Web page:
Harriet Beecher Stowe, an abolitionist, wrote this book to expose the suffering of many slaves in a fictional story. Many southerners spoke out to undermine Uncle Tom’s Cabin, and on the other hand, many Northerners spoke out to say how good of a work it is. The Southerners disliked it because the book says terrible things about their slave system that they have practiced. An anonymous author wrote in The Daily Dispatch, “There seems to be no end to the expedients which the fanatics of the North are determined to resort to, to disturb the peace of the country.” This showed that the Southerners thought of Uncle Tom’s Cabin as an anti-slavery attack on their way of life. More people will be educated about the labor system and stop favoring the south’s beliefs as the abolitionist work becomes increasingly more popular. Uncle Tom’s Cabin helped sectionalism cause the American Civil War. This sparked dissension due to the fact that each side had opposite beliefs on Uncle Tom’s Cabin. The South was being attacked by those who favor the North more. This book educated many people and convinced many to stop siding with the interests of the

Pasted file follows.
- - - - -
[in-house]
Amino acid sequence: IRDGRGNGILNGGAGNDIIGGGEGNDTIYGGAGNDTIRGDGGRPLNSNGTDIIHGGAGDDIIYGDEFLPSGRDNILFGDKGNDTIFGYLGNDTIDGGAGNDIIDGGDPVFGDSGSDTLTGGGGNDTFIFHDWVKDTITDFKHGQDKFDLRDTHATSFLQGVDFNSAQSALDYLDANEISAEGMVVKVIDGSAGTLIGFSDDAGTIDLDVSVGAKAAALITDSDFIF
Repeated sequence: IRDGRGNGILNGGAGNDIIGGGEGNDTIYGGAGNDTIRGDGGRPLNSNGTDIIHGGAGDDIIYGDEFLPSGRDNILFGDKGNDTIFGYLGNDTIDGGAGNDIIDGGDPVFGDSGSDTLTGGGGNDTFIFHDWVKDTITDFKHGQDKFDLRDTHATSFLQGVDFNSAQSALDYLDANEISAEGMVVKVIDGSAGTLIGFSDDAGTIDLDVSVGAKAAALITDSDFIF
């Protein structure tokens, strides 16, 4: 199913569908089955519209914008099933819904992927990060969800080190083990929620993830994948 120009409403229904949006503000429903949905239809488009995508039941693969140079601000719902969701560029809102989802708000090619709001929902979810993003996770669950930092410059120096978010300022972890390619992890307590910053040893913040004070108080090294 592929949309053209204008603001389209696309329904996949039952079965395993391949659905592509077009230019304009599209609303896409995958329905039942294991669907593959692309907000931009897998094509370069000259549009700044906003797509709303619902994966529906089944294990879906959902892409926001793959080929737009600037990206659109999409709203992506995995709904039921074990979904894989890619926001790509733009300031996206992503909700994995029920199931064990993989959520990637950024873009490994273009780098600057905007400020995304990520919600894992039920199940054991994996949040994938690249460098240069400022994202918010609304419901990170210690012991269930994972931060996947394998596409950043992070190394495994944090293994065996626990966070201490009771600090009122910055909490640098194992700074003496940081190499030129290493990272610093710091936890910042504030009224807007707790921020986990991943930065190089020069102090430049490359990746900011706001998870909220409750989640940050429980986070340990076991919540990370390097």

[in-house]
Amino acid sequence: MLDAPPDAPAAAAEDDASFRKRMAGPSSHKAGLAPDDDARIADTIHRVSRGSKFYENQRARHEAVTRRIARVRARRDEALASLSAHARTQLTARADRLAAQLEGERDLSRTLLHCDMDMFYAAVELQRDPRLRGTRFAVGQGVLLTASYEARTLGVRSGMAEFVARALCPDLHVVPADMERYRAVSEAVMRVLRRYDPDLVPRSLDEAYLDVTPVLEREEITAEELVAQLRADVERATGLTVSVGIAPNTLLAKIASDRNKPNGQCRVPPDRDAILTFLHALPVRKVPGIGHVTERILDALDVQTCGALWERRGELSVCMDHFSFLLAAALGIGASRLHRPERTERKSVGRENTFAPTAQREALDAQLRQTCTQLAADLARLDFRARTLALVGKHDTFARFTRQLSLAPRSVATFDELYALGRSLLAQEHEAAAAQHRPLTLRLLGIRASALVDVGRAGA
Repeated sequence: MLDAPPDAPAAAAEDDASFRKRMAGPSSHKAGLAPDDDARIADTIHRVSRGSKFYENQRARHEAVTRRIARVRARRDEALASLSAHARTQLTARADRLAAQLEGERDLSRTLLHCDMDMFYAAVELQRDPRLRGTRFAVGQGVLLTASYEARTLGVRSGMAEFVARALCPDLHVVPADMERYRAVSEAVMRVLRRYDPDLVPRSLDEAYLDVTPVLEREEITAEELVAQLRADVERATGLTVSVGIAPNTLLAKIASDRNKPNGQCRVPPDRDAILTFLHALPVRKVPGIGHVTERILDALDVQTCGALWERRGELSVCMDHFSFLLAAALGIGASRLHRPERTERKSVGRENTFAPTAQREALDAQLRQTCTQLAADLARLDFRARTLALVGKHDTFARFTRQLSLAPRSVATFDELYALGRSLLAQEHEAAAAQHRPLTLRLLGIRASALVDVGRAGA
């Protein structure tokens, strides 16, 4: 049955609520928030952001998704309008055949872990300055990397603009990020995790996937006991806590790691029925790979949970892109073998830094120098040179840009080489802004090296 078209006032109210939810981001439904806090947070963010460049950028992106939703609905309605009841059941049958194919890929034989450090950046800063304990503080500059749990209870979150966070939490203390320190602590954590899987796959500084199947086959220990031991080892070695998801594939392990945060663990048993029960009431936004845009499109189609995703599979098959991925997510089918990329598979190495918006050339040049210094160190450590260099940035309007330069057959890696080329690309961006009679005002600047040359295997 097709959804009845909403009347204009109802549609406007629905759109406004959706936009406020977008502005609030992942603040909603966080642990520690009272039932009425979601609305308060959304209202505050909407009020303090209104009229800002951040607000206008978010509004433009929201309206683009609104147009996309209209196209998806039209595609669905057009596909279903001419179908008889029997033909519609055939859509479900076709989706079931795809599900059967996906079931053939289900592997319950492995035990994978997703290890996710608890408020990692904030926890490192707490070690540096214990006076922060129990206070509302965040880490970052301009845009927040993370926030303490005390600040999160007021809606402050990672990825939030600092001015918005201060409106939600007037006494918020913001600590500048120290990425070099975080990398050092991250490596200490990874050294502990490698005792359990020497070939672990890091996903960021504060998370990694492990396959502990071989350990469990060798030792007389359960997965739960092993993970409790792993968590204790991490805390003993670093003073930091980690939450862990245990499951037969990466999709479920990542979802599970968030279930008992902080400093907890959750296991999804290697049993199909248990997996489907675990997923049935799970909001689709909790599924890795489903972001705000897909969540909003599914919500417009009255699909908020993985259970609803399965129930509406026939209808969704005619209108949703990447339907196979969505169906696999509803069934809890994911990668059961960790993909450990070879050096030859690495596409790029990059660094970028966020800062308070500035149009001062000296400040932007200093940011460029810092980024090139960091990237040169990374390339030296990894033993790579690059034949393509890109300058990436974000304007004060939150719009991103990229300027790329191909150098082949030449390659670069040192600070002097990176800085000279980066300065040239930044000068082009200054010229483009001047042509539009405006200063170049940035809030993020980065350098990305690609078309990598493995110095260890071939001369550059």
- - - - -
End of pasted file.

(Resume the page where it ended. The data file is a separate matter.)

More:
Banks are used to hold your money for you and it helps you know that your money is safe. Alexander hamilton has done many other things that have made a huge impact on our
Published in the early 1850’s, Uncle Tom’s Cabin had a huge impact on our nation and contributed to the tension over slavery. It was written by Harriet Beecher Stowe, a woman who was involved in religious and feminist causes. Stowe’s influence on the northern states was remarkable. Her fictional novel about slave life of her current time has been thought to be one of the main things that led up to the Civil War. The purpose of writing it, as is often said, was to expose the evils of slavery to the North where many were unaware of just what went on in the rest of the country. The book was remarkably successful and sold 300,000 copies by the end of its first year. It is even rumored that